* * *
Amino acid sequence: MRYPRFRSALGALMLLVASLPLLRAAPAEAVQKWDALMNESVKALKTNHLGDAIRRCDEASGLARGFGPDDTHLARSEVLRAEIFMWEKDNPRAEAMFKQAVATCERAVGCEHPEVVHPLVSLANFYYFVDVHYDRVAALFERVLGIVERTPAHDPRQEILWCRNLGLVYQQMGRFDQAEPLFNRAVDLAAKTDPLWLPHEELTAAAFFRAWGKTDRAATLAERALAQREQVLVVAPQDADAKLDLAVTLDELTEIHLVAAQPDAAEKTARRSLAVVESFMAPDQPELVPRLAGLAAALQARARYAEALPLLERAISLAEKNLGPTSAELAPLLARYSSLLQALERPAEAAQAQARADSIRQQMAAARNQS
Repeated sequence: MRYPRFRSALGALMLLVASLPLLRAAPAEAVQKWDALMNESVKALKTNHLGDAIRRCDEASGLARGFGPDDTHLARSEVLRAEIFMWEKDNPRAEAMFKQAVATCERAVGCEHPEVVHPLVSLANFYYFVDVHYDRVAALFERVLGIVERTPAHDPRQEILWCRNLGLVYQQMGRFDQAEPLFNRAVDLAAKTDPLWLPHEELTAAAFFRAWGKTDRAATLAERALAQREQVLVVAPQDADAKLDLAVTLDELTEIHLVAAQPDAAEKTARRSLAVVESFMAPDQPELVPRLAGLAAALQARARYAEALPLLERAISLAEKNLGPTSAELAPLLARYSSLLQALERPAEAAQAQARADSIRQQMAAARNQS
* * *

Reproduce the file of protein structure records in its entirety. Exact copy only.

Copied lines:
Amino acid sequence: MRYPRFRSALGALMLLVASLPLLRAAPAEAVQKWDALMNESVKALKTNHLGDAIRRCDEASGLARGFGPDDTHLARSEVLRAEIFMWEKDNPRAEAMFKQAVATCERAVGCEHPEVVHPLVSLANFYYFVDVHYDRVAALFERVLGIVERTPAHDPRQEILWCRNLGLVYQQMGRFDQAEPLFNRAVDLAAKTDPLWLPHEELTAAAFFRAWGKTDRAATLAERALAQREQVLVVAPQDADAKLDLAVTLDELTEIHLVAAQPDAAEKTARRSLAVVESFMAPDQPELVPRLAGLAAALQARARYAEALPLLERAISLAEKNLGPTSAELAPLLARYSSLLQALERPAEAAQAQARADSIRQQMAAARNQS
Repeated sequence: MRYPRFRSALGALMLLVASLPLLRAAPAEAVQKWDALMNESVKALKTNHLGDAIRRCDEASGLARGFGPDDTHLARSEVLRAEIFMWEKDNPRAEAMFKQAVATCERAVGCEHPEVVHPLVSLANFYYFVDVHYDRVAALFERVLGIVERTPAHDPRQEILWCRNLGLVYQQMGRFDQAEPLFNRAVDLAAKTDPLWLPHEELTAAAFFRAWGKTDRAATLAERALAQREQVLVVAPQDADAKLDLAVTLDELTEIHLVAAQPDAAEKTARRSLAVVESFMAPDQPELVPRLAGLAAALQARARYAEALPLLERAISLAEKNLGPTSAELAPLLARYSSLLQALERPAEAAQAQARADSIRQQMAAARNQS